19. Geomagnetism • The earth's magnetic field is modulated by the core-mantle boundary. • The field reverses about three times in any million year period and reversals take 5,000 years to complete and affect climate. • There have been findings on stronger geomagnetic field during glacial cycles, and for warmer temperatures at locations on the earth where magnetic intensity has been decreasing. • As solar wind increases, so does the earths’ temperatures and it can be generated by solar flares independent of the sunspot cycle. • The strongest and most frequent development of cellular blocking occurs when the solar wind, and its corresponding geomagnetic activity on the earth, are strongest. • Also there is strong wiring in the stratosphere leading to enhanced zone production and absorption of solar radiation.

  20. Land-Ocean-atmosphere System • Carbon dioxide and methane changes • Ocean heating and cooling • Albedo changes in ice, snow and dust

  21. Changes in atmospheric composition • The higher levels of carbon dioxide in the atmosphere during, the cretaceous period had an important factor in the maintenance of the benign climate of that period. • There are subtle differences between the changes in the temperatures and the rise and fall in the levels of carbon dioxide and methane . This suggests that other climatic factors were the primary cause of the shift in the climate, and the changes in greenhouse gases may have been no more than a secondary factor.

  22. Carbon dioxide and methane changes • Both carbon dioxide and methane are greenhouse gases that have a significant forcing effect upon long wave radiation emitted by the earths’ surface. • Both differ in their behavior overtime, and show intrinsic differences between glacial and interglacial that cannot be linked to temperatures. • Without significant upwelling of deep bottom water, the carbon dioxide is not returned efficiently to the ocean surface during glacial and thus is removed closely form the atmosphere.

  23. Ocean heating and cooling • There are strong correlations between oceans and air temperatures on global, hemispheric and regional scales. • A cooler globe did not necessarily lead to a cooler ocean especially in the tropics and therefore land ocean temperature relationships may have behaved very differently between glacial and interglacial. • In terms of causes of climate change, there is a major point whether these changes can be regarded as principally matters of ocean circulation.

  24. Albedo changes in ice, snow an dust • Greater positive feedback effects upon planetary albedo, and resulting global cooling, were induced by changes in the amount of sea-ice, glacial ice and snow. • Snow and ice have a reflectance of 90% that is particularly high at high latitudes, where the majority of the earth's glacial ice and sea ice formed. • Dust in the atmosphere both reflects and absorbs incoming solar radiation. Reflection increase the planetary albedo, while absorption heats the upper atmosphere. Both processes reduce the amount of solar radiation reaching the lower atmosphere, leading to cooler air closer to the ground.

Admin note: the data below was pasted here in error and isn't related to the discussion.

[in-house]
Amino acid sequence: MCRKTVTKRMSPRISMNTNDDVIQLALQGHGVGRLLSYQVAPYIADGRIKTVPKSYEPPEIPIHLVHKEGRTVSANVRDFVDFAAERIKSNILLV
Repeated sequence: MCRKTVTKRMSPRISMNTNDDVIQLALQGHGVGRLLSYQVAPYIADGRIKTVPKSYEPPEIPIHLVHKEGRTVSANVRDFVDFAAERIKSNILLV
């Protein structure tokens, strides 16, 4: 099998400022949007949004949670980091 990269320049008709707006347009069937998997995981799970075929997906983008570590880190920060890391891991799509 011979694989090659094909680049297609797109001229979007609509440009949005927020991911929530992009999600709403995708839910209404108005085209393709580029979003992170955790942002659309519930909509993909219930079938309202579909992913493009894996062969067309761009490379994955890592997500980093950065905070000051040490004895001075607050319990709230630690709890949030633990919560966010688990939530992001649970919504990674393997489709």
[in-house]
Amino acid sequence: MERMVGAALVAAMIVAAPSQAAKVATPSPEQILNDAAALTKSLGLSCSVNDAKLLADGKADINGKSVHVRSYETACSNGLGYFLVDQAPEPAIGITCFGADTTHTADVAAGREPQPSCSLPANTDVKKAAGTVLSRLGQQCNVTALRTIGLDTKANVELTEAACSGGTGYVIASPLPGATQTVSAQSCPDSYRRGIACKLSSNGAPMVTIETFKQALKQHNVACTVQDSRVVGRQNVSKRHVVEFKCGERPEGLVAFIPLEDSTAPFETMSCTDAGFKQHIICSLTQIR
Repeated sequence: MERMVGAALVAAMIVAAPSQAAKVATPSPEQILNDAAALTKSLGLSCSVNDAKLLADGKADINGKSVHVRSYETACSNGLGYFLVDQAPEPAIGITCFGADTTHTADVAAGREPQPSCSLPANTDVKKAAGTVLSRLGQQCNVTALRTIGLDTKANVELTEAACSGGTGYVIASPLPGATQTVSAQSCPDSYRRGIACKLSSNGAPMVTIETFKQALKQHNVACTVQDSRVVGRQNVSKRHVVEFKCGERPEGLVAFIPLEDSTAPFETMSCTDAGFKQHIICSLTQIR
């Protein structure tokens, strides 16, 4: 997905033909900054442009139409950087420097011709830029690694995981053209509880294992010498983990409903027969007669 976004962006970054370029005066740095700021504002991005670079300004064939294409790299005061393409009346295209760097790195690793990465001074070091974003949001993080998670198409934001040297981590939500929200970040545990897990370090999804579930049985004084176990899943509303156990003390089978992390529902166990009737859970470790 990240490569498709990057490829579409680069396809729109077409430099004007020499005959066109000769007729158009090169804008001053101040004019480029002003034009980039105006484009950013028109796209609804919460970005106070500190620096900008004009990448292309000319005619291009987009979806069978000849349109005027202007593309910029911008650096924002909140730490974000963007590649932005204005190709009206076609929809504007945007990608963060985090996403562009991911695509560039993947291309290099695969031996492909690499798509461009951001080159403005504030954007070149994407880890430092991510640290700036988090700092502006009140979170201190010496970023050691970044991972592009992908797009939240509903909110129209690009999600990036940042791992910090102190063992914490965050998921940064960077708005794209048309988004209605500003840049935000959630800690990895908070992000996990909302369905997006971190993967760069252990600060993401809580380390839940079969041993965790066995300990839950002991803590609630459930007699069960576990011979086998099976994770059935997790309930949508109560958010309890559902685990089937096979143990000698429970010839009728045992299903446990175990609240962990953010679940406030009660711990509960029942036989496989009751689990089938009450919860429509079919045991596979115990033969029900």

25. The Moon • Precession displaces the moon relative to the solar equator over an 18.6 year cycle. • Only the 18.6 year lunar tide and 11 year sunspot cycles dominate rainfall. • Historical trends since 1657 indicate that the united states great plains was locked into drought shortly after peaks in the maximum lunar cycle. • The latest peak in 1991 did not lead to subsequent drought, but to some of the severest flooding of the Mississippi River ever recorded. • Droughts in the regions of the northern hemisphere affected by the lunar tide, are controlled by resonance of the planetary Rossby wave that is locked topographically into position by the Tibetan Plateau and Rocky mountains.

  26. Human Activity • There is no doubt human activity alters the climate. • Desertification is a complex process which climatic change is probably the dominant factor and human activities play a relatively minor part. (it was argued that desertification at back then was the result of human activity). • The most significant cause of climate change is emission of greenhouse gases such as CO2, into the atmosphere from human activities. • In the U.S. most emission result from using energy. Net emissions are large even though some land uses actually remove GHS from the air.

  27. Video • http://www.youtube.com/watch?v=mX3pHD7NH58&feature=player_embedded#!

  28. Conclusion • Deglaciation is initially driven by the insolation effects of the short-term Milankovitch cycles, superimposed upon the longer eccentricity cycle. • The global effect of volcanic eruptions upon temperatures also depends upon the location, nature and type of explosion. • There is a universal agreement that increased solar activity during the Holocene led to increased global air temperatures. • Solar activity is predicted to increase in the early part of the 21st century with any enhanced, anthropogenic greenhouse warming effect.

  29. Works Cited • Bryant, Edward. "Causes of Climate Change." Climate Process and Change. Cambridge: Cambridge UP, 1997. 97-115. Print. • Burroughs, William James. "The Causes of Climate Change." Climate Change: a Multidisciplinary Approach. Cambridge: Cambridge UP, 2001. 201-38. Print. • "Milankovitch Cycles." Homepages at Montana.edu. Web. 16 Nov. 2010. <http://www.homepage.montana.edu/~geol445/hyperglac/time1/milankov.htm>. • Pidwirny, M. (2006). "Causes of Climate Change". Fundamentals of Physical Geography, 2nd Edition. Date Viewed. http://www.physicalgeography.net/fundamentals/7y.html • "Plate Tectonics and Glacier Formation." Homepages at Montana.edu. Web. 16 Nov. 2010. <http://www.homepage.montana.edu/~geol445/hyperglac/time1/tectonics.htm>. • Ritter, Michael. "Glaciation." University of Wisconsin-Stevens Point. Web. 16 Nov. 2010. <http://www.uwsp.edu/geo/faculty/ritter/geog101/textbook/glacial_systems/glaciation_causes.html>. • Rosenberg, Matt. "Milankovitch Cycles - Overview of Milankovitch Cycles." Geography Home Page - Geography at About.com. Web. 16 Nov. 2010. <http://geography.about.com/od/learnabouttheearth/a/milankovitch.htm>.